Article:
"A novel series of potent and selective agonists at the opioid kappa-receptor". European Journal of Pharmacology. 151 (3): 475-8 ... ICI-199,441 is a drug which acts as a potent and selective κ-opioid agonist, and has analgesic effects. It is a biased agonist ...
Ko MC, Husbands SM (January 2009). "Effects of atypical kappa-opioid receptor agonists on intrathecal morphine-induced itch and ... κ2-selective agonists may be useful for preventing the itching which is a common side effect of conventional opioid analgesic ... Naylor A, Judd DB, Lloyd JE, Scopes DI, Hayes AG, Birch PJ (July 1993). "A potent new class of kappa-receptor agonist: 4- ... Ho J, Mannes AJ, Dubner R, Caudle RM (April 1997). "Putative kappa-2 opioid agonists are antihyperalgesic in a rat model of ...
Analgesic and mechanistic evaluation of spiradoline, a potent kappa opioid. Journal of Pharmacology and Experimental ... A review of the properties of spiradoline: a potent and selective kappa-opioid receptor agonist. CNS Drug Reviews. 2003 Summer; ... PMID 2839665 Kunihara M, Ohyama M, Nakano M, Hayashi S. Analgesic activity of spiradoline mesylate (U-62,066E), a kappa opioid ... a kappa opioid receptor agonist. European Journal of Pharmacology. 1989 Jan 31;160(2):229-37. doi:10.1016/0014-2999(89)90495-0 ...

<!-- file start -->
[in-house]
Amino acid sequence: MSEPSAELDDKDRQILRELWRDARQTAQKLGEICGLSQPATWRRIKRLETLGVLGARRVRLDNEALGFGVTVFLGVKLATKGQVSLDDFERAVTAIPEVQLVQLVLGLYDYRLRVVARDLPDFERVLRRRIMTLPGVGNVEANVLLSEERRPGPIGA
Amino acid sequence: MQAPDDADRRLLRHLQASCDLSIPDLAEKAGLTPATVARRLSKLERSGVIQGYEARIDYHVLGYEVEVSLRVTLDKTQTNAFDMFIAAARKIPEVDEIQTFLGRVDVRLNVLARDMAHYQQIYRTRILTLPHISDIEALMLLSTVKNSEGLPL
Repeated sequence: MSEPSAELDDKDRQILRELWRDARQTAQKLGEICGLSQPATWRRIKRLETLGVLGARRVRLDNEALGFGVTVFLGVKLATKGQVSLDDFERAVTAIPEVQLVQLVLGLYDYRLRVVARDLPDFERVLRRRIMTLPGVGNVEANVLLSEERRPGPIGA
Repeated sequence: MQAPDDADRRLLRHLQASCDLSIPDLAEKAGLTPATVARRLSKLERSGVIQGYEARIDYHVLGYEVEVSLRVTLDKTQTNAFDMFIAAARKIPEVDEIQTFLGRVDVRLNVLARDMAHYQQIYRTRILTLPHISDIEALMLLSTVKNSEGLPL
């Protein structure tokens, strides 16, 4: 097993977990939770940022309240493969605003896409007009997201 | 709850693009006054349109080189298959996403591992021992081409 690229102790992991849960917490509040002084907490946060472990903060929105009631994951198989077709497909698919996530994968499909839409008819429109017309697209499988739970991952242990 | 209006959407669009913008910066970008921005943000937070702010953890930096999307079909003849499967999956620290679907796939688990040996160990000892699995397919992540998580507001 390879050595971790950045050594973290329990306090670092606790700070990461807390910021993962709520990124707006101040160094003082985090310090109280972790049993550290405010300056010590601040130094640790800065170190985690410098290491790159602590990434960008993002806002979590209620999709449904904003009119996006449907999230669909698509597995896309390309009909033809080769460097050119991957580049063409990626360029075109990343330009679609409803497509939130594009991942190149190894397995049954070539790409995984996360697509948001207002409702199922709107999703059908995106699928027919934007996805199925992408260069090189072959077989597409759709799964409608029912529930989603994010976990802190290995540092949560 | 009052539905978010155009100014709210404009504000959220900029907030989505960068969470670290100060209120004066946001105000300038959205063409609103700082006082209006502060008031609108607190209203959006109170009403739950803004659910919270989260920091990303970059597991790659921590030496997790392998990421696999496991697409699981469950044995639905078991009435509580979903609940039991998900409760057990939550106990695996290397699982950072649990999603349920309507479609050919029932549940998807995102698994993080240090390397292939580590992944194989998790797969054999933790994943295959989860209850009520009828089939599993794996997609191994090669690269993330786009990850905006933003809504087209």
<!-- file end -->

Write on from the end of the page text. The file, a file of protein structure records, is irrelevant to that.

Zhang Z, Chen TY, Kirsch JR, Toung TJ, Traystman RJ, Koehler RC, Hurn PD, Bhardwaj A (December 2003). "Kappa-opioid receptor ... highly selective kappa opioid analgesics". Journal of Medicinal Chemistry. 34 (1): 397-403. doi:10.1021/jm00105a061. PMID ... Peart JN, Gross ER, Gross GJ (March 2004). "Effect of exogenous kappa-opioid receptor activation in rat model of myocardial ... "Neuroprotective kappa-opioid receptor agonist BRL 52537 attenuates ischemia-evoked nitric oxide production in vivo in rats". ...
Pharmacological profiles of opioid ligands at kappa opioid receptors. BMC Pharmacology. 2006 Jan 25;6:3. Shannon HE. ... Metazocine is an opioid analgesic related to pentazocine. While metazocine has significant analgesic effects, mediated through ... Activity of opioid ligands in cells expressing cloned mu opioid receptors. BMC Pharmacology. 2003 Jan 4;3:1. Gharagozlou P, ... use is limited by dysphoric and hallucinogenic effects which are most likely caused by activity at kappa opioid receptors ( ...